The Normandy Landings, which commenced on D-Day - 6 June 1944 - were the largest and most meticulously planned Allied operation of the Second World War. It was also the most difficult...
German forces, directed by Field Marshal Rommel, had strongly fortified the French coast. To stand any chance of overcoming these defences the Allies needed optimum conditions: a late-rising full moon, a receding tide, good visibility, sparse cloud cover and low winds. The unreliable Channel weather made this an elusive combination. After one postponement the operation was scheduled for 6 June 1944; and even then the conditions were less than ideal, with blustery seas and 50 per cent cloud cover.
The Normandy landings were a stupendous feat of organisation. During the operation more than 160,000 Allied troops crossed the English Channel. Airborne operations and naval bombardments complimented the amphibious assault phases. Thousands of paratroops and glider pilot regiments were precariously dropped behind enemy lines. On the beaches, large numbers of specially commissioned landing craft docked at artificial harbours built for the purpose.
Landings were made at five separate locations - the British and Canadians landed at Sword, Juno and Gold beaches while the Americans landed at Omaha and Utah beaches. Despite initial difficulties, particularly at Omaha beach, within a week a continuous beachhead had been established along 50 miles of coastline.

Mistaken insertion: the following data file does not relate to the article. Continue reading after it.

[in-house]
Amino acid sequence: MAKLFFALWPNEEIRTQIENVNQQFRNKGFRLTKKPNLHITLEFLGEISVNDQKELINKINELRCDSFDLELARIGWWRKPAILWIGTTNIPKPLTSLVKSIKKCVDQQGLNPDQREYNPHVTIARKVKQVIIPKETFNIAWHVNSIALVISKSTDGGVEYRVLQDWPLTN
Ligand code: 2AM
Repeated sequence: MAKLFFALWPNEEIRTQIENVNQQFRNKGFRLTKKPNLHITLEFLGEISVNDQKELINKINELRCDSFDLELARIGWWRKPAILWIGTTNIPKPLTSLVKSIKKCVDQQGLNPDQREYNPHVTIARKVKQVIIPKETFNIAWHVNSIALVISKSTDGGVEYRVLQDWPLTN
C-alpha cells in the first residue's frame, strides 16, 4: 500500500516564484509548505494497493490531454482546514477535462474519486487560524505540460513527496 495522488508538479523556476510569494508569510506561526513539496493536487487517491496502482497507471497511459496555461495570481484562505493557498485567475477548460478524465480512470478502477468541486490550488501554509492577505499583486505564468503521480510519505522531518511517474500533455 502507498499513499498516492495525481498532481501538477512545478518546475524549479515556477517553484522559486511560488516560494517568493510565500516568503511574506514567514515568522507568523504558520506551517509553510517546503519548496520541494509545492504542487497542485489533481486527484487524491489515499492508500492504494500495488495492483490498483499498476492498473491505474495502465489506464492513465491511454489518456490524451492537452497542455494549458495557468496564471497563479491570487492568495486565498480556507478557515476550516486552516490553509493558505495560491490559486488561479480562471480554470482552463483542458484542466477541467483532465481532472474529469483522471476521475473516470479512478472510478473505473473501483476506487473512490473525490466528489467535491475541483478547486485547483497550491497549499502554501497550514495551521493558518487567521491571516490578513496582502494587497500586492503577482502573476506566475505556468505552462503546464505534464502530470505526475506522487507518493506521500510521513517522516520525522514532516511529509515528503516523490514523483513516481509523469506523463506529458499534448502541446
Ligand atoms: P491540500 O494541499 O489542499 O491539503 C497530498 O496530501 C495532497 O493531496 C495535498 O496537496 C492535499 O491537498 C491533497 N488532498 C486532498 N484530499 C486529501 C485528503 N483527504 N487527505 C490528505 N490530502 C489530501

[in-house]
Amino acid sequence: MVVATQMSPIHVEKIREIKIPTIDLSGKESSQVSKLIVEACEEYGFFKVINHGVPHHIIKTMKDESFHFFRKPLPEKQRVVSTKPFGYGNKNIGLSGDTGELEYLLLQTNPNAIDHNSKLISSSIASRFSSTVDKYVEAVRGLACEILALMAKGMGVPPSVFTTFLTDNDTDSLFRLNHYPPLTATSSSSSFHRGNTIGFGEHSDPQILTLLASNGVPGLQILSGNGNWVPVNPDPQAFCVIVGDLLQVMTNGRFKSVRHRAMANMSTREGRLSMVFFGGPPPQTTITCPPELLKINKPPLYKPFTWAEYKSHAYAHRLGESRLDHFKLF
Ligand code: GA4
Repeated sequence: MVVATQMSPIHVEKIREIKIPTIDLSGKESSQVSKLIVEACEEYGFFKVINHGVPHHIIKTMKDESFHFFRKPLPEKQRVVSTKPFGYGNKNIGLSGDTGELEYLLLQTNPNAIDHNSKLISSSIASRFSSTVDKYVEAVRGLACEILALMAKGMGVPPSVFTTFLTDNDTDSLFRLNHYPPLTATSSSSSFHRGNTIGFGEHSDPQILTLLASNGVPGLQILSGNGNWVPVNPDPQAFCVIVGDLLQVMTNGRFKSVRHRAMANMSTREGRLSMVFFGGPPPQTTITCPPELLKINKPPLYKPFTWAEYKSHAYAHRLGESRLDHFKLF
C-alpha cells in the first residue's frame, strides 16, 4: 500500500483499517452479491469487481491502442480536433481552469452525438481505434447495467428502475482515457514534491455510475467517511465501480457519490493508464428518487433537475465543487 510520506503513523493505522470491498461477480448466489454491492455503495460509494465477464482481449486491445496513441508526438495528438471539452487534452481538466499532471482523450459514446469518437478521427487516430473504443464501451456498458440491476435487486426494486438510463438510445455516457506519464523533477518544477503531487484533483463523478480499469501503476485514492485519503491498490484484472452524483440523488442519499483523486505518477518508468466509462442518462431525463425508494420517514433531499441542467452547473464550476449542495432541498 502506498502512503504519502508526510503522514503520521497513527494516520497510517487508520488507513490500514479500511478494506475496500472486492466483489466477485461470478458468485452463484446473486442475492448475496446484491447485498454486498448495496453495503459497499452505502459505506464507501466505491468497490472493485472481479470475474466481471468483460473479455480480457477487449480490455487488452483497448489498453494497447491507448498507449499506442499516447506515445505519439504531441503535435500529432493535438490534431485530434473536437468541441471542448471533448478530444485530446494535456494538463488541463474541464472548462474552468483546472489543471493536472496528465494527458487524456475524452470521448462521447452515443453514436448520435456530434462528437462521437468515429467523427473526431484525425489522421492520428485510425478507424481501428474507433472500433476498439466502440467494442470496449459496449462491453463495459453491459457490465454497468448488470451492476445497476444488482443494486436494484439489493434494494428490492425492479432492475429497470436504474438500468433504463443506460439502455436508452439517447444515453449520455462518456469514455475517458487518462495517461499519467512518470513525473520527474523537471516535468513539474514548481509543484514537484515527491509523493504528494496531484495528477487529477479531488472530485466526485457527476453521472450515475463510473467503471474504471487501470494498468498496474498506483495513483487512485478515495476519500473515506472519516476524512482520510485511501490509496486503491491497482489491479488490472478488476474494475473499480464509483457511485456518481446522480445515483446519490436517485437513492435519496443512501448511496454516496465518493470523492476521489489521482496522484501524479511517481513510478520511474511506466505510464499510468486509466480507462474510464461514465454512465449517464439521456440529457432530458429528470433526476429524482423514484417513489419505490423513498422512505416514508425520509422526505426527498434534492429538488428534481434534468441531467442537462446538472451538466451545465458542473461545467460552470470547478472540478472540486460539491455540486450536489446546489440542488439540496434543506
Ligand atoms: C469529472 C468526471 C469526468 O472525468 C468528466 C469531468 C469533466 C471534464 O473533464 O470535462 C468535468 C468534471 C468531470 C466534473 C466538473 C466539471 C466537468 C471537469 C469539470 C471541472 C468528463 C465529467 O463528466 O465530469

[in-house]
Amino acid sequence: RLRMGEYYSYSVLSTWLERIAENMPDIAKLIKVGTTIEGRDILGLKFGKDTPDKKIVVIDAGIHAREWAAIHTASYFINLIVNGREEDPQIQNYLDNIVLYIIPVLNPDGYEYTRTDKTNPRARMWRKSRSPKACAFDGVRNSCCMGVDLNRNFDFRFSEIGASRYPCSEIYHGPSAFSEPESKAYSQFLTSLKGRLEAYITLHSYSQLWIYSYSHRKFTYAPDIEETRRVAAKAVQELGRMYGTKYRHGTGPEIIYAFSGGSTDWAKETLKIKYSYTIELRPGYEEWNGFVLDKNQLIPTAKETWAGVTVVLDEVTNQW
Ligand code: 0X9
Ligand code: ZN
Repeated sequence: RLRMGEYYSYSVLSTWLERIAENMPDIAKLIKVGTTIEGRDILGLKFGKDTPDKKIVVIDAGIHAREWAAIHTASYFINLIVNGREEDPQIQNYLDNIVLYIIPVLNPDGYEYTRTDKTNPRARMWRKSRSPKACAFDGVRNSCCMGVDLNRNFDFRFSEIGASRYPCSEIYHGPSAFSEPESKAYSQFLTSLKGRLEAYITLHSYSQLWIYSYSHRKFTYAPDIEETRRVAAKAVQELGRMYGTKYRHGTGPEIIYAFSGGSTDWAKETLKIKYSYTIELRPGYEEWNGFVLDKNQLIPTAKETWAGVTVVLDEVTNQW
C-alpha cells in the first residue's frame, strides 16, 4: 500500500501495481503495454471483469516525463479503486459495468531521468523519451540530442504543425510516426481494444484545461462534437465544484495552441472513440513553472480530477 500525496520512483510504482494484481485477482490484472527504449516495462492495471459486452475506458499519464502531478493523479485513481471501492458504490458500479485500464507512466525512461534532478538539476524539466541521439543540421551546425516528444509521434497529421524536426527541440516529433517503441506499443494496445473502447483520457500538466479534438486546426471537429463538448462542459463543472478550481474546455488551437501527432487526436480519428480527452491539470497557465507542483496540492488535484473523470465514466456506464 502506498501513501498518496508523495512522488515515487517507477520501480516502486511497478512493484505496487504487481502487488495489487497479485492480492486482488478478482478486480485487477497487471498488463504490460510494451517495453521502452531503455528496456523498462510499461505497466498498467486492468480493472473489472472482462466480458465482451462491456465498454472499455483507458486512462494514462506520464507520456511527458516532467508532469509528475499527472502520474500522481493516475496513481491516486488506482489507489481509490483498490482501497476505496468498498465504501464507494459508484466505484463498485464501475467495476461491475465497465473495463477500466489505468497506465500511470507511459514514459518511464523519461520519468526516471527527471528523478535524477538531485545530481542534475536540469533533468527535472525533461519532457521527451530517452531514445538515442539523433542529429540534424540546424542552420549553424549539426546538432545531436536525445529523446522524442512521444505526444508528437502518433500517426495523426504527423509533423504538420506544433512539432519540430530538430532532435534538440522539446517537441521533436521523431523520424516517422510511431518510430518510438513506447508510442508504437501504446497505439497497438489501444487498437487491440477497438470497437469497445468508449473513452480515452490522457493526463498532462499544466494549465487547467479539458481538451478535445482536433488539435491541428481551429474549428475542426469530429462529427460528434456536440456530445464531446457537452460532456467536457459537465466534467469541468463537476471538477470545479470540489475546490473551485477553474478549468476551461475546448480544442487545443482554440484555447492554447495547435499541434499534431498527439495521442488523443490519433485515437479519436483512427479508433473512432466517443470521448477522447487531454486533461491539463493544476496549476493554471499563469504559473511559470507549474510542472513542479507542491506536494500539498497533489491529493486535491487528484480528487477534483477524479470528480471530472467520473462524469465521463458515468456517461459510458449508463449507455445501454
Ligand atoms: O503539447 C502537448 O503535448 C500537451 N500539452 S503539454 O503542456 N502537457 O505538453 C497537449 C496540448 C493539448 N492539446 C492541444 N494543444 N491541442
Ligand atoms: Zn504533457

Perhaps the most remarkable aspect of the operation was the secrecy of the preparations. In order to keep the destination of the landings unknown, a massive deception operation called ‘Operation Fortitude’ was devised. Within this plan, MI5’s hugely successful Twenty Committee was responsible for operating double agents to feed false information to enemy agents.
The Germans were led to believe that the location of the landings would be either Norway or Pas De Calais, and the deception included the creation of a fictitious First US Army Group, with dummy tanks and planes positioned on Britain’s east coast.
The meticulous planning was a triumph and when the landings finally began, only 14 out of the 58 enemy divisions in France faced the allies.
D-Day was the most significant turning point of the war as it allowed the Allied forces to push back into Europe. The scale and significance of the operation still resonates even today, 60 years later, and we offer our hugest respect and gratitude to all involved.